- Lisa Valentine said: Hi there, my daughter is currently 14 months. She is my first.We have been following babywise since birth. Because of it we were able to enjoy the many benefits it brings having very little problems. The last 2 months have been very hard. She was having IP consistently since 6 months in our play yard. Only about 30 mins a day but I was content with that. As soon as my d turned 1 everything changed.. She REFUSES to do IP. Screams the whole time. She also is very clingy. She is happy to play by herself as long as I’m watching her but the second I start to do housework or anything for that matter she freaks out and just cries. I try to icnore her because some chorse just have to get done. And she will cry the whole time. She is definitely showing signs of separation anxiety. But loves people and is fine leaving me and playing with others. We have set plenty of boundaries and are strict I believe. So I just don’t know what we’re doing wrong! Any thoughts or suggestions?
Valerie said: Try having her do IPT in her room where she can’t see you at all.
Lisa said: Thanks for responding! I love this blog and am grateful for the help! While she has IPT I do stay in another room and try to not make a sound.The clingyness and me trying to do things around the house is just or normal our normal everyday struggle. She wants all of my attention. Back to IPT, I’ve been using the timer, but that doesn’t seem to be helping. Should I just stick it out and restart the process by trying for a small amount of time? Thanks Valerie!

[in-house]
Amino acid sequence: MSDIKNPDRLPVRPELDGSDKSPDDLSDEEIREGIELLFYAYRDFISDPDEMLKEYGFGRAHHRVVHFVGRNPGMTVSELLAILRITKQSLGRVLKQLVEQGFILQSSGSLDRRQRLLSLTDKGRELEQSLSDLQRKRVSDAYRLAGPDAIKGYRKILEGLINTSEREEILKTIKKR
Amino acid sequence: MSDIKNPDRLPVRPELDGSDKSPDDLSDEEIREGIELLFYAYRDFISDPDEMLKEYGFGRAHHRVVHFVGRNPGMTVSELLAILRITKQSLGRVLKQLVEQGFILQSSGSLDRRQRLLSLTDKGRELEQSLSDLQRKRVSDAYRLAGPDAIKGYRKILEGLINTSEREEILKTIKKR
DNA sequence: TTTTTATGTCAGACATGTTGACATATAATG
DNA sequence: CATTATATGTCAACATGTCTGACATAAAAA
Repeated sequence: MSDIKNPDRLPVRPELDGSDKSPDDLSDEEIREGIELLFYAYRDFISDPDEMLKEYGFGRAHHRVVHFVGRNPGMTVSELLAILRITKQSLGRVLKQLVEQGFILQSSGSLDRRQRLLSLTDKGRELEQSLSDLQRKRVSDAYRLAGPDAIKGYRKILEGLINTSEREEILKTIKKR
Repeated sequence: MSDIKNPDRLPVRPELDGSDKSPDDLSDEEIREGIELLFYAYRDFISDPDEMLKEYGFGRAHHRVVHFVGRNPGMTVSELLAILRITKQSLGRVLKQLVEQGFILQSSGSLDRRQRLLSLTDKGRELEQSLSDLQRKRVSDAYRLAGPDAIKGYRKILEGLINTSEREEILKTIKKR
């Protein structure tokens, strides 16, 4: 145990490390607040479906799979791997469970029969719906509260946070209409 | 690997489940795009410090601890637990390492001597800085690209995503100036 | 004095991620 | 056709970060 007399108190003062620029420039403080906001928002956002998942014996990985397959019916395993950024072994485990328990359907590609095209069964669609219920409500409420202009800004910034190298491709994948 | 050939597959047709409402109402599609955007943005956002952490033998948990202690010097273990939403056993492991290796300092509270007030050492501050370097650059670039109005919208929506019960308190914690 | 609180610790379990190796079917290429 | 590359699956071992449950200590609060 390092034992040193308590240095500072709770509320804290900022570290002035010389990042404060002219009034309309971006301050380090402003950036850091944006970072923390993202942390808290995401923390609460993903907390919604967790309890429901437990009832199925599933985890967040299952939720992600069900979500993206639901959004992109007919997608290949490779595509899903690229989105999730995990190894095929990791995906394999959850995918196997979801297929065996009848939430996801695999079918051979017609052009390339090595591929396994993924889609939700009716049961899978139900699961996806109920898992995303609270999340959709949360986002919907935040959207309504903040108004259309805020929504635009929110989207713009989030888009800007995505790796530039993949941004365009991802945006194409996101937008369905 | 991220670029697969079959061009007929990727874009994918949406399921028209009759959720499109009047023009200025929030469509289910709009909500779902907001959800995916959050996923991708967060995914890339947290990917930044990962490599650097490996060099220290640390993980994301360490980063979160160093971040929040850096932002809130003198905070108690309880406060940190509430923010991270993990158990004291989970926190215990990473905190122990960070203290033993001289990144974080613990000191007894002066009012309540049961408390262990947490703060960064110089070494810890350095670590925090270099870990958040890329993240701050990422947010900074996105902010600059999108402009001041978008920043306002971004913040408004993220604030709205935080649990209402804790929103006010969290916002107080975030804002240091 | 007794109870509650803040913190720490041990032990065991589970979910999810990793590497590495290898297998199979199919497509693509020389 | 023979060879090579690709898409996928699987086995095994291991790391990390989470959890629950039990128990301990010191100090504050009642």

Valerie said: Try engaging her in what you are doing at home. SoIf you are trying to cook and she is clingy, see of there is something she can help with or have her sit in her high chair and do something. Getting her used to IPT will help with that, also. I would stick it out and use a timer. A short time is good, but not so short that she won’t give playing a go. Some people say they had no progress with 5 minutes, but when they moved to 10 minutes, the child would start to play and enjoy it.